I recently spoke about the benefits of high-yield agriculture to environmental prizewinners at an international DuPont meeting. This isn’t news. I’ve been praising high-yield farming for decades for feeding more people better diets from less land — and thus saving room on the planet for wildlife. I estimate 7 million square miles of wildlife habitat have been spared. This is equal to the land area of South America!

This time, however, I was joined on the program by Dr. Jason Clay of the World Wildlife Fund-US, who echoed most of my praise for high-yield farming. Dr. Clay and I agreed that the world would need more than twice as much food per year by 2050, due partly to the last surge in human population growth, and even more due to the world’s rising wealth. We agreed that with 37 percent of the world’s land area already in farming, there was no salvation in doubling the earth’s plowed land area. He absolutely agreed with me that the future of world agriculture had to be higher yields, which organic farming has never delivered.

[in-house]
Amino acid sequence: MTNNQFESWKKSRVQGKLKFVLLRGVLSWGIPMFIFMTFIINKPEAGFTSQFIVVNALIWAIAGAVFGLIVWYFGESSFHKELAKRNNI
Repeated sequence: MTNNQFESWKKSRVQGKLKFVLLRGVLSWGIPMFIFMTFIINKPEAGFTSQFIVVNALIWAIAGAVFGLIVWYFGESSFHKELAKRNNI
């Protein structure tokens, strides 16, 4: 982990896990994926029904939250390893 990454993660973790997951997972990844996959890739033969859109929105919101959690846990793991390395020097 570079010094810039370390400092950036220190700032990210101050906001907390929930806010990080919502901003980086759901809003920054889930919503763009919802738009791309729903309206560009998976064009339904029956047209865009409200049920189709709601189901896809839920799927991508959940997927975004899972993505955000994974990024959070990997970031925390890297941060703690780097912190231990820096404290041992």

We both noted the latest information on high-yield benefits: a Stanford University study that says the soil carbon that would have been lost if the additional 7 million square miles had been plowed would have equaled one-third of all the world’s industrial emissions since 1850!

So whether you’re worried about feeding hungry people, saving biodiversity or preventing man-made global warming, the farming answer is always the same — higher yields per acre. And farming is mankind’s biggest impact on the natural world, by far.